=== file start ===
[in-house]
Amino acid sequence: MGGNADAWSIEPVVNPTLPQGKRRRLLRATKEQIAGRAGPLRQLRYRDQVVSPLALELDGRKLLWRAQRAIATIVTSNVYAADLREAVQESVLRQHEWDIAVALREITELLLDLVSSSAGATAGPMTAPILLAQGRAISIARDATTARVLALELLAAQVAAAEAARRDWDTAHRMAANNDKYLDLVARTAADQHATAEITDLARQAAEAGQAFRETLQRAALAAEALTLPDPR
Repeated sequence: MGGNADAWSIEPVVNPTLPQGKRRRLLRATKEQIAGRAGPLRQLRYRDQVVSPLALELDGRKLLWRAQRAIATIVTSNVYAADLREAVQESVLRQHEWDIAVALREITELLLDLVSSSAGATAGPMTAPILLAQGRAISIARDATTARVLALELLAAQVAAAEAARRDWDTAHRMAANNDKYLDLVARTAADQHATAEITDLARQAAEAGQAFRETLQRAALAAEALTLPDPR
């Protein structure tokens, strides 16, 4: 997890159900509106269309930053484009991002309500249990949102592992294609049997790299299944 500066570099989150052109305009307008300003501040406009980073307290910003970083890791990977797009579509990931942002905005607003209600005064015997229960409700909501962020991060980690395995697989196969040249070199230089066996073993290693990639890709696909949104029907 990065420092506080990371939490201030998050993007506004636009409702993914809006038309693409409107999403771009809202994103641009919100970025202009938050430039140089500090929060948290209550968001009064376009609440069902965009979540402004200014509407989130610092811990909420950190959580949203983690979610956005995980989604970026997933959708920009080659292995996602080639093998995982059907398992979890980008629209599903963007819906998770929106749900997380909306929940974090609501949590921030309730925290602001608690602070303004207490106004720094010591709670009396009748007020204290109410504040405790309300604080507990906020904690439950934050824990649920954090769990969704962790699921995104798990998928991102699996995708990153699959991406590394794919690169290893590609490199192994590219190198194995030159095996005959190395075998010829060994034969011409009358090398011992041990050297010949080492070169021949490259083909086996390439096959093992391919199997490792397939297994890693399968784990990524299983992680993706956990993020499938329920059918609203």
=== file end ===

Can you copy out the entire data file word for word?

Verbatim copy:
[in-house]
Amino acid sequence: MGGNADAWSIEPVVNPTLPQGKRRRLLRATKEQIAGRAGPLRQLRYRDQVVSPLALELDGRKLLWRAQRAIATIVTSNVYAADLREAVQESVLRQHEWDIAVALREITELLLDLVSSSAGATAGPMTAPILLAQGRAISIARDATTARVLALELLAAQVAAAEAARRDWDTAHRMAANNDKYLDLVARTAADQHATAEITDLARQAAEAGQAFRETLQRAALAAEALTLPDPR
Repeated sequence: MGGNADAWSIEPVVNPTLPQGKRRRLLRATKEQIAGRAGPLRQLRYRDQVVSPLALELDGRKLLWRAQRAIATIVTSNVYAADLREAVQESVLRQHEWDIAVALREITELLLDLVSSSAGATAGPMTAPILLAQGRAISIARDATTARVLALELLAAQVAAAEAARRDWDTAHRMAANNDKYLDLVARTAADQHATAEITDLARQAAEAGQAFRETLQRAALAAEALTLPDPR
């Protein structure tokens, strides 16, 4: 997890159900509106269309930053484009991002309500249990949102592992294609049997790299299944 500066570099989150052109305009307008300003501040406009980073307290910003970083890791990977797009579509990931942002905005607003209600005064015997229960409700909501962020991060980690395995697989196969040249070199230089066996073993290693990639890709696909949104029907 990065420092506080990371939490201030998050993007506004636009409702993914809006038309693409409107999403771009809202994103641009919100970025202009938050430039140089500090929060948290209550968001009064376009609440069902965009979540402004200014509407989130610092811990909420950190959580949203983690979610956005995980989604970026997933959708920009080659292995996602080639093998995982059907398992979890980008629209599903963007819906998770929106749900997380909306929940974090609501949590921030309730925290602001608690602070303004207490106004720094010591709670009396009748007020204290109410504040405790309300604080507990906020904690439950934050824990649920954090769990969704962790699921995104798990998928991102699996995708990153699959991406590394794919690169290893590609490199192994590219190198194995030159095996005959190395075998010829060994034969011409009358090398011992041990050297010949080492070169021949490259083909086996390439096959093992391919199997490792397939297994890693399968784990990524299983992680993706956990993020499938329920059918609203």